The afternoon session was more than
usually interesting. After Mr. Powderiy
had been made to recognize tho posi- t
tion his brother knights had been t
brought to bear upon him, he neverthe- c
Ices endeavored to have bis list looked
upon with favor.
Ballotting for tho now general oxccu- 1'
tive boaru commenced early in tho c
afternoon. V. K .McGuire, of Now t
York, was the only one of the new nominees
who succeeded in gotting enough
votes to elect him. Ballot after ballot f
was taken for the remaining sevon men fc
but no result was reached. The elec- E
tion had to be declared suspended until .
to-morrow morning. After adjourn- 1
ment thero was a great gathering of jj
claimants, and the name of each nom- ,
inee was presented in the most effective J
manner. This was kept up even during F
the dinner hour and at tho reception at 1
Knights of Labor headquarters.
It is said by those on the inaido that 0
if peace could be declared for a abort H
time between the hostile factious the
aliairn of the order might be bettor T
looked after. A delegate fluid to-night: J
"There is entirely too much personality c
displayed by both Mr. 1'owderly and jMr.
liayea in this assembly, and my 1
idea ia that if thoy would discontinue
their personalities for a time we could J
do more and better business. 1
THE IjEIIIGH SmilvE. 1
n
Dynamite CurtrUlgr.K Found Near Roche*t?r?The
.Striker* Deny All Knowledge of p
Them.
Rochester, X. Y., Nov. 24.?Five F
dynamite cartridges, each about eight c
inches long and two inches in diameter, J
were found shortly before 3 o'clock this
afternoon under the platform leading a
to the section bosses house about a hun- s
drod feet away from the Lehigh tracks
and a mile south of the passenger v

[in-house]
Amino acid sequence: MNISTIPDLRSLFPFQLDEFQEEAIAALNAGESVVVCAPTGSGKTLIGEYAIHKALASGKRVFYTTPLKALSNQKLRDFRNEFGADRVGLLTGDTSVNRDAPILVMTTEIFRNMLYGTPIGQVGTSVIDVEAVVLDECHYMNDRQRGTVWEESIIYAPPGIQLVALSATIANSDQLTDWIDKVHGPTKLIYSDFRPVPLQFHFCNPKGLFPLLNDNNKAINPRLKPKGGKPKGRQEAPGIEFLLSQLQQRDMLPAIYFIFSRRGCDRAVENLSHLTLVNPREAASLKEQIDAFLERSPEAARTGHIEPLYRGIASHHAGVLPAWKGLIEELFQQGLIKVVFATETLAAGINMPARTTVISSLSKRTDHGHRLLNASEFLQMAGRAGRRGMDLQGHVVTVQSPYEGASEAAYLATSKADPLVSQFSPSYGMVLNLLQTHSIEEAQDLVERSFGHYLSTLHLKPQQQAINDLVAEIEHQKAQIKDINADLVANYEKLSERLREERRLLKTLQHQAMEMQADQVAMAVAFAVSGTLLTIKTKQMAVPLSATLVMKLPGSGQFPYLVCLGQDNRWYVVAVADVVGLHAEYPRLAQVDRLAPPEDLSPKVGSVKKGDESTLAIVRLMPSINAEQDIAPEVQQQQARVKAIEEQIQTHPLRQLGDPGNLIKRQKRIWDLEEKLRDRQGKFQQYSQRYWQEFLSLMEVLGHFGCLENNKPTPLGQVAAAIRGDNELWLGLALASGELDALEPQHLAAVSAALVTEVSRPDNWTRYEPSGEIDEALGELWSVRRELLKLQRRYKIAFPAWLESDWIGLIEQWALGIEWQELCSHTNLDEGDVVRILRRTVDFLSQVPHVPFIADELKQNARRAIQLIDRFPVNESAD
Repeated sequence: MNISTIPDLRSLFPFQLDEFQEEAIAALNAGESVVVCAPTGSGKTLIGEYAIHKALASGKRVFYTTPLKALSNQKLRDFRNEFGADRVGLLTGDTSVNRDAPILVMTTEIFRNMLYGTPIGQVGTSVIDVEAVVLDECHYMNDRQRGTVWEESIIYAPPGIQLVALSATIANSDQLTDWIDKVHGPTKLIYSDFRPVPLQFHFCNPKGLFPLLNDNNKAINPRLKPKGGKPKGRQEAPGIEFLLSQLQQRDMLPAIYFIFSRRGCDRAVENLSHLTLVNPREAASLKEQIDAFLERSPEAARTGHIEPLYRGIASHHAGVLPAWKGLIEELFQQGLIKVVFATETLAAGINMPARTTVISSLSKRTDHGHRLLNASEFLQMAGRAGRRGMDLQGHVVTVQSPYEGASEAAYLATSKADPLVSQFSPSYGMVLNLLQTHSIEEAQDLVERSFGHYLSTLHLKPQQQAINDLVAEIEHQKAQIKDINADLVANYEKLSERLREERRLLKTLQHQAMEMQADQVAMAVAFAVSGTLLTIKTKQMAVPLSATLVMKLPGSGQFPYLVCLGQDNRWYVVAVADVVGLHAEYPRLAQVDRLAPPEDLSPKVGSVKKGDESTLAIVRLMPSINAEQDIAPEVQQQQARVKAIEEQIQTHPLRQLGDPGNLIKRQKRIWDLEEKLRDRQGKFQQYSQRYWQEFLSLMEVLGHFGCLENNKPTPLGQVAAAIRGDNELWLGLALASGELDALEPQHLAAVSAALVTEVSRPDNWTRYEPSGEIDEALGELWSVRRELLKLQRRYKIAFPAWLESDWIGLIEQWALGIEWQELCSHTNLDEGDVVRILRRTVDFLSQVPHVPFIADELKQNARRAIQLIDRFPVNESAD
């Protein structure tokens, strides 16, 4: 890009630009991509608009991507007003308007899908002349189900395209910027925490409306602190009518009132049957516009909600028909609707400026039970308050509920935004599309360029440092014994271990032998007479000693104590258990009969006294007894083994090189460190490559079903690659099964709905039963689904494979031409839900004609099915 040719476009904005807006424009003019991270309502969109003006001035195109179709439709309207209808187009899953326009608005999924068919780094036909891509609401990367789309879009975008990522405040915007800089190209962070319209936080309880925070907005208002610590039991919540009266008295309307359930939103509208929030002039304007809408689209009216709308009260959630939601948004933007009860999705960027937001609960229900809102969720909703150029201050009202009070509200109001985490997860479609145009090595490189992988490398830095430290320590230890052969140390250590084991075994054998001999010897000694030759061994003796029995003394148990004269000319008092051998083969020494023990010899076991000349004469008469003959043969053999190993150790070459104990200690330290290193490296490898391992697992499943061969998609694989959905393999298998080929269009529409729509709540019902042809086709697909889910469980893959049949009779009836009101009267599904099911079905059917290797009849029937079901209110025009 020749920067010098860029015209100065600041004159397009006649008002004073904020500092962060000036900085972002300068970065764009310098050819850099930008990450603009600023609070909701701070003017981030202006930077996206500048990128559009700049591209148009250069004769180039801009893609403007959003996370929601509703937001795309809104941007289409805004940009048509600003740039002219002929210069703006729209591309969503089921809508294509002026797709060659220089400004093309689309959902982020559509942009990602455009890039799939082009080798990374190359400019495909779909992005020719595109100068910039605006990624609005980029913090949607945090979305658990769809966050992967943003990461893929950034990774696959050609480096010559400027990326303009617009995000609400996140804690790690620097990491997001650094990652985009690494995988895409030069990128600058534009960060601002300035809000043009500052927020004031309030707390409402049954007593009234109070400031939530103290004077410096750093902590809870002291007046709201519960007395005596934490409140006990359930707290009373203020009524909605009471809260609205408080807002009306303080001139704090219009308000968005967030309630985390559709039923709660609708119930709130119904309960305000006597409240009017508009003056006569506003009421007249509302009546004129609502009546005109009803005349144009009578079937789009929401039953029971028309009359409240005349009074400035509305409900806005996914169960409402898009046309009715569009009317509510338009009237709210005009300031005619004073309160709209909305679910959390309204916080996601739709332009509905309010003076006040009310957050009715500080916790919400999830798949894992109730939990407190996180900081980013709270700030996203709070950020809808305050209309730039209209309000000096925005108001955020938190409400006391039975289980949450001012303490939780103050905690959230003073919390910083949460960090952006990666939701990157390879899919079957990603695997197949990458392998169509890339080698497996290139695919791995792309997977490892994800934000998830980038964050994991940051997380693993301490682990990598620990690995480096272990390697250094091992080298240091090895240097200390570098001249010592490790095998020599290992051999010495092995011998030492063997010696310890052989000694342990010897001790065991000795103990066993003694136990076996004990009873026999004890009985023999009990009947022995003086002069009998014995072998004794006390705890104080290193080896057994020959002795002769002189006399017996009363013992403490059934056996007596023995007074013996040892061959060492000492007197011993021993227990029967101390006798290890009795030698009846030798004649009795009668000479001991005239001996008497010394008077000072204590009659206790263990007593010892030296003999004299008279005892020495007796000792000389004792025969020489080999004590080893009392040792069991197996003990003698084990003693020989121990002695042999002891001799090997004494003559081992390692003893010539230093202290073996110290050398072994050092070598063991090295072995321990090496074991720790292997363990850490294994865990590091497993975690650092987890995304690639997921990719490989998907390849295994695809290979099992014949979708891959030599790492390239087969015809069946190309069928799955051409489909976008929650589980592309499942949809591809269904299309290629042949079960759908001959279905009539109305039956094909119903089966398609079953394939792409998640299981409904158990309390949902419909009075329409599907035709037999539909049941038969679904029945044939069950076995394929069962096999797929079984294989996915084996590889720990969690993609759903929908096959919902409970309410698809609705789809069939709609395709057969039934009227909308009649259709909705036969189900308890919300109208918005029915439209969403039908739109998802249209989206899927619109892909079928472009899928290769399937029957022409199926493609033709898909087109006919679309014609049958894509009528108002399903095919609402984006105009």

depot They are not of the ordinary t
kind used in blasting and no blasting f<
has been done in that neighborhood recently.
One of these cartridges would ii
have wrecked a train if properly used. ?
They wero tied together,'and evidently
had boon placed hurriedly there to hide q
them. Frank McLaughlin was walking t.
down a spur of tho track which leads to
the houbo when his eye lit on the q
bundle, lio had seen dynamite before f<
and tenderly lifted the bundle he carried h
it to tho offico of Chiof Detective flat- S
don. ^
Oftifors nrn of. wnrk trvinr? In nannr- T
taiu who ia responaiblo tor the dyna- i<
mite's presence. The strikers' com- v
mittee disclaim all knowledge of tho e
allair. Trains are running irregularly ti
with no pasaenRora. The company is a*
stiil onrollincr mon to take tho strikers' c
places. About 400 have been enrolled 3
here. n
FIGHT TO A FINISH. ?
All Hope of a Couiproralso of the Lehigh g
Strike JnntnnKnd. 0
Wilkesbakre, Pa., Nov. 24.?The I
fight between the Lobigh Valley rail- 0
road and its employes is now on a finish, j,
Tho men begin to roalize this for the j,
first time. There was hope all along,
until to-day, that a compromise might j
bo affected, but now that hope has van- (j
ishod. The ray of sunshine that pierced Q
tho gloom tliis morninc and gave en- _
couraaemont to tho hope that the strike
was Hearing au end, was dispelled by p
tho following communication to Chairman
Kico from Messrs. Simpson and 8,
Watkin9, tho coal operators' delegates c,
at the operators' meeting to meet Mr. ?
Wilbur and seo if ho would not assent ^
to a bearing. The railroadors in tho 9,
mutter at issue Bajr: 0
"Owing to your insisting upon the reinstatoment
of all employes, our ncgo- >j;
tiations for a conference havo failed.
Mr. Wilbur is standing by his circular Cl
of November 21 in it9 entirety." a
AtElmlra, Cl
Elmiiu, N. Y., Nov. 24.?This has P
been a quiet day at Sayre and the Btrik- J
era this aitornoon almost entirely dc- a
sorted tho depot and yards. They havo ?
been well behaved. Their surprise was ii
groat when they wore informed lato tl
this afternoon that the sheriff had sent
for 100 deputios to help guard tho yards.
Tho men say that thoro is nothing for
tho forty already on duty to do. and 1
there is no reason for the additional a
draftezcopt to make trouble and then
blame them for it. n
c
No Troops Ordored Out.
PiTTsnuiiGB, Pi., Nov. 24.?It ivai re- c
ported here this afternoon that the Six- ?
teonth llegimont, N. Or. P., had been s
ordered to proceed to Bradford to pro- !'
tcct the proporty of tho Lehigh Valley J
Railroad Company. In rosponse to a J1
telegram Adjutant General Greenland 11
sent tho following to Lieutenant Colonol r